Donna Julia de la Brosse was also known as the Widow Asmard. When the Widow died, the disposition of her properties, although set down in her Will of 1797, were not acknowledged. Nevertheless, because she had earlier freed her family slaves, Charles and his wife Madelon and their children, --- his legal title to the large tract of land given by a Deed of Gift was upheld.
The Charles Asmard property, approximately 680 acres, fronted the beach and extended from west of Market Avenue to the middle of the 400 Block of East Scenic Drive near Seal Avenue and reched northward to the marshes at Bayou Portage.
This same property now encompasses most of the commercial district of Pass Christian. Upon the former Negro slave's death in 1835, the unsold portion of the Charlot property was passed on to nine of his heirs.
The map plat below-left was surveyed in 1809 showing the boxed-in Charlot Tract. The 1837 map at right shows the same Charlot Tract encompasing the downtown business district that was yet to be developed.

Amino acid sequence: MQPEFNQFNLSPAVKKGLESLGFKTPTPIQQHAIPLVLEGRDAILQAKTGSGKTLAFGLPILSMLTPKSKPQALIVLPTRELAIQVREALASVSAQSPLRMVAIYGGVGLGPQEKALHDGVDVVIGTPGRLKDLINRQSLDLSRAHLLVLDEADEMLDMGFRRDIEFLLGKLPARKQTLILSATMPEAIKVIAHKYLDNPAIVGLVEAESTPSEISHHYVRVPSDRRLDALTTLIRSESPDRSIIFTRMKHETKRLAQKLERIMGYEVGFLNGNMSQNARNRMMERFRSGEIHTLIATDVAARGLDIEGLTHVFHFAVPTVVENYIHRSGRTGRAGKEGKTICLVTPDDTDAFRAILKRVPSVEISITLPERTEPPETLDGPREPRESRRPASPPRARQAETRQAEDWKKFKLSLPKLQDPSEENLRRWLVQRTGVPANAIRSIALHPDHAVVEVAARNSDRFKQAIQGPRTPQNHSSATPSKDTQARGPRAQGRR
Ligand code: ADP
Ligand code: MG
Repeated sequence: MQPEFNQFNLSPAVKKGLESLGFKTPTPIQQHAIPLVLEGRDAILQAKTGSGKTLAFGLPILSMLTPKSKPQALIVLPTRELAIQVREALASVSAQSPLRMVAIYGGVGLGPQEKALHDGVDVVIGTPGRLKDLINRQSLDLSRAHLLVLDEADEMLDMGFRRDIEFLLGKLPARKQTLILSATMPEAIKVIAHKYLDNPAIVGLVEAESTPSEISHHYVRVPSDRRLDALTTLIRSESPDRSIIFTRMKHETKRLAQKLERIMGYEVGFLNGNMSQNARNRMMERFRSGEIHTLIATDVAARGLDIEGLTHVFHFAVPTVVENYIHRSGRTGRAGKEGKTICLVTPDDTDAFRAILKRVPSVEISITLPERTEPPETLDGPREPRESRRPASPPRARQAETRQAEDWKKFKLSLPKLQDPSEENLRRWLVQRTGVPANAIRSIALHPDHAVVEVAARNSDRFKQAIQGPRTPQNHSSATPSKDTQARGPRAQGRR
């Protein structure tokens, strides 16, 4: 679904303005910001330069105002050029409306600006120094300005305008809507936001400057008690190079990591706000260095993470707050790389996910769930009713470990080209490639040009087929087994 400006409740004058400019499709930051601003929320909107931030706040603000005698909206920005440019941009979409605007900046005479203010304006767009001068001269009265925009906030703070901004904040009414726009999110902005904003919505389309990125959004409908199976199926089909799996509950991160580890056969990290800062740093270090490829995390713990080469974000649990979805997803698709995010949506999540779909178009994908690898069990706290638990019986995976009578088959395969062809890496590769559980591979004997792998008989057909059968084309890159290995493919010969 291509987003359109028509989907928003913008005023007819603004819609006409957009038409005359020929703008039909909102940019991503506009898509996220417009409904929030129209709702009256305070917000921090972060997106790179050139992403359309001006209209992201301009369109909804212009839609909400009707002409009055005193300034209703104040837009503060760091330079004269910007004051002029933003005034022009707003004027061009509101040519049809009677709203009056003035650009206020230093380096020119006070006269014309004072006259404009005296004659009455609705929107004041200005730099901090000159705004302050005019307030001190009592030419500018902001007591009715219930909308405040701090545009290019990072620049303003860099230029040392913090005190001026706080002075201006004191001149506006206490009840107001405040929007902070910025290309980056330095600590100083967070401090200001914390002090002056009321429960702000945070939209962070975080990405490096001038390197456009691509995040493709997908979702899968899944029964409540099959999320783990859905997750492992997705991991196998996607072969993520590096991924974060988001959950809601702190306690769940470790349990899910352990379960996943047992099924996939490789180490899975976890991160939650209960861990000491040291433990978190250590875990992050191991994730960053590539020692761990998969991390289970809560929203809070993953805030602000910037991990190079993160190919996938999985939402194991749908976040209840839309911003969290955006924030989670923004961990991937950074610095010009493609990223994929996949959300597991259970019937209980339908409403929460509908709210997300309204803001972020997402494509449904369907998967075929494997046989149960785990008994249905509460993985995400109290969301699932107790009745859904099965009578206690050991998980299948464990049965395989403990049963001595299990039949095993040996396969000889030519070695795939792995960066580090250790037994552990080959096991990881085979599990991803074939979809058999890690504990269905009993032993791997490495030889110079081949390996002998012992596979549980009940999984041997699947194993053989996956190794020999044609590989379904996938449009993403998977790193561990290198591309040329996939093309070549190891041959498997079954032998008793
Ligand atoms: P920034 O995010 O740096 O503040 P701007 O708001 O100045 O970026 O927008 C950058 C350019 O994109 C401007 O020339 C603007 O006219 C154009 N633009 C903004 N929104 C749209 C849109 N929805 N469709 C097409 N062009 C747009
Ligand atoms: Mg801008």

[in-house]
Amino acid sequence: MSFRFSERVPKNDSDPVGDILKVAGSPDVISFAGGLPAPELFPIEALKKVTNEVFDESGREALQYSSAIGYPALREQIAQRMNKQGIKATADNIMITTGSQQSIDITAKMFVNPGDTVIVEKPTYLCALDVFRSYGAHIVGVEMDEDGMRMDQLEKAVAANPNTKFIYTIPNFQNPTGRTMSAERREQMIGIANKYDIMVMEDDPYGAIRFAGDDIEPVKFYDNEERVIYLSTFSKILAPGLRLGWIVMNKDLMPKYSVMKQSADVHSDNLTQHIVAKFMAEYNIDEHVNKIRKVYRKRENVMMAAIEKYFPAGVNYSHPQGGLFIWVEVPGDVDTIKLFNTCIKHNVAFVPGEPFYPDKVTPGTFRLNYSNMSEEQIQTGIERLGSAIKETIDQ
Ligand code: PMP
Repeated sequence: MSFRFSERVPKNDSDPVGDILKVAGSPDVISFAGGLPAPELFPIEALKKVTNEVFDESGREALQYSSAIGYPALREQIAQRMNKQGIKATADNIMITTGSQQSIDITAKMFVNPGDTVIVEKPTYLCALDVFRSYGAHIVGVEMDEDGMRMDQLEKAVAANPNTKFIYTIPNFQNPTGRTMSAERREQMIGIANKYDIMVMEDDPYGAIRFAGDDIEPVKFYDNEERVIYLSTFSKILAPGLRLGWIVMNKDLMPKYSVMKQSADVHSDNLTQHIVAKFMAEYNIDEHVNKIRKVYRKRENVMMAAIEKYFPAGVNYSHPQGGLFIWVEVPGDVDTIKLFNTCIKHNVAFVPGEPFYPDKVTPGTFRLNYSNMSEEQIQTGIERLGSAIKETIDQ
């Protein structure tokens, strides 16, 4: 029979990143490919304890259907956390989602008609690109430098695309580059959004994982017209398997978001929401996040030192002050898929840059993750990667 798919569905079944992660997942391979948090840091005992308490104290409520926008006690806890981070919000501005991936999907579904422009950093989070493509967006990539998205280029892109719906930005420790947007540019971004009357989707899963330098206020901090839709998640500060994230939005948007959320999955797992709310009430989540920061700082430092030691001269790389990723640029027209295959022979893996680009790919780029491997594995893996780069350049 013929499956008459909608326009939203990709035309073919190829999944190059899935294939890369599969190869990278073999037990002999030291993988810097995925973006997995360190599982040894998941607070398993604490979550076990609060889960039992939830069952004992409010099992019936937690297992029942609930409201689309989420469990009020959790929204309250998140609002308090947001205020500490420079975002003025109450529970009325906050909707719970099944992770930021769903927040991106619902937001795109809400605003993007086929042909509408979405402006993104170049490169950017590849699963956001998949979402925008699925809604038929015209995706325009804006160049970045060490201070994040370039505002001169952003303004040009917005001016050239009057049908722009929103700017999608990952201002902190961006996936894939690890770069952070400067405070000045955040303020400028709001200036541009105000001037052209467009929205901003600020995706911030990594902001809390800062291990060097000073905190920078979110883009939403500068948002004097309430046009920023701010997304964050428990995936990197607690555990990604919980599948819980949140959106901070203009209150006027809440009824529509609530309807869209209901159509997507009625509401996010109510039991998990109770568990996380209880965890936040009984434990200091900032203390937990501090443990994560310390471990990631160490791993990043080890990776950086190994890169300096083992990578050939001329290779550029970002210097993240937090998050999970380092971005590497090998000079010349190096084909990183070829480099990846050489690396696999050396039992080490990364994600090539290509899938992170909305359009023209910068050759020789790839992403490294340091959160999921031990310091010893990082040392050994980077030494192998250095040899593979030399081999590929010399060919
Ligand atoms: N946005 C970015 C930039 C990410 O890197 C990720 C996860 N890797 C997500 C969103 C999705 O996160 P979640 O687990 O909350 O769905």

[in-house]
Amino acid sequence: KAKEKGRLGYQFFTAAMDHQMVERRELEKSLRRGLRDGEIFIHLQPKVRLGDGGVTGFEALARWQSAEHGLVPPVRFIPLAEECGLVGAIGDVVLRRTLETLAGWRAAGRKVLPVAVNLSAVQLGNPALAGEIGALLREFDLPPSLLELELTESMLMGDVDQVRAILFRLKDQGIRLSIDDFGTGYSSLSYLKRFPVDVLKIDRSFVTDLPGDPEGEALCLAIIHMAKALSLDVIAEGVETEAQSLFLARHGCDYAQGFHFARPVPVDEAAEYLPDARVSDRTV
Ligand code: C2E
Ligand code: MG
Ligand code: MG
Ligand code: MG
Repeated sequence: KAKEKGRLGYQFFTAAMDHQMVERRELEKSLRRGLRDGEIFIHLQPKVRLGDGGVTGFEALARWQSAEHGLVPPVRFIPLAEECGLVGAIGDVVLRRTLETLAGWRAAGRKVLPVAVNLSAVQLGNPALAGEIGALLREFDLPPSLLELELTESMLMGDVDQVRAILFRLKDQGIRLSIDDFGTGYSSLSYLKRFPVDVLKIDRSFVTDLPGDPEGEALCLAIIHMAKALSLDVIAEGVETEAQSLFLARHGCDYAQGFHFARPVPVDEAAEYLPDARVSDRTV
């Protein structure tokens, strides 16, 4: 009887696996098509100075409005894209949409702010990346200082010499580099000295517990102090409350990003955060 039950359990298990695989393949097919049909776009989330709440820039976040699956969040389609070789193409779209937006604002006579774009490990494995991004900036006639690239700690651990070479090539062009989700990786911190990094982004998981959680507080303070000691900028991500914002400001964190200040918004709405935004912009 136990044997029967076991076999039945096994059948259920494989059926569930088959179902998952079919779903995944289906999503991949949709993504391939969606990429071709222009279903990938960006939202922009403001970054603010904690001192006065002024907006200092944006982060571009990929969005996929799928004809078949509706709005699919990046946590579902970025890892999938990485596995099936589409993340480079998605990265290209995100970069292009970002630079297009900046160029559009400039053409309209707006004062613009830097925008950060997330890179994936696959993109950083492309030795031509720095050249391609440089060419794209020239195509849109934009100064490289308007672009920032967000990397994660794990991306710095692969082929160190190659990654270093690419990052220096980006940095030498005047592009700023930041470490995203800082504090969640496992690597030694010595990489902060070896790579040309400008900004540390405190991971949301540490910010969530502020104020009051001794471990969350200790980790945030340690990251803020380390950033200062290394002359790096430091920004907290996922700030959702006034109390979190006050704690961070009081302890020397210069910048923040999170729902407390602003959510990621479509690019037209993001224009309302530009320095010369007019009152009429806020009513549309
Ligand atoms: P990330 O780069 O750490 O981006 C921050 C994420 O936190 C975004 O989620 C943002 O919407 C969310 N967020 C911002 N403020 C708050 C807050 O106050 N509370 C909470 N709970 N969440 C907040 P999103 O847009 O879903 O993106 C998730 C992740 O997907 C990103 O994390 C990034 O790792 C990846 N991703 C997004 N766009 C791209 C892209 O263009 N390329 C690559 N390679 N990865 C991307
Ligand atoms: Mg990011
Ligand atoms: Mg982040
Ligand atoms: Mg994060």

Disregarding the Widow Asmard's Will after her death, Bartholomew Pellerin, a Spanish Captain while Spain was still in contol, made claim to the vast remaining area of 17,084 arpents, comprising approximately 14,500 acres. This expansive area included all of Henderson Point extending eastward to Bear Point near the present day University of Southern Mississippi -- Gulf Park Campus at Long Beach. Pellerin sold his lands to Edward Livingston in 1814 -- and his widow sold the balance of that vast property to John Henderson, et al, in 1836. John Henderson and his son Elliot are acknowledged for developing Pass Christian as a resort community. John Henderson became well known as an outstanding and well versed United States Senator representing Mississippi on its entry into Statehood in 1817.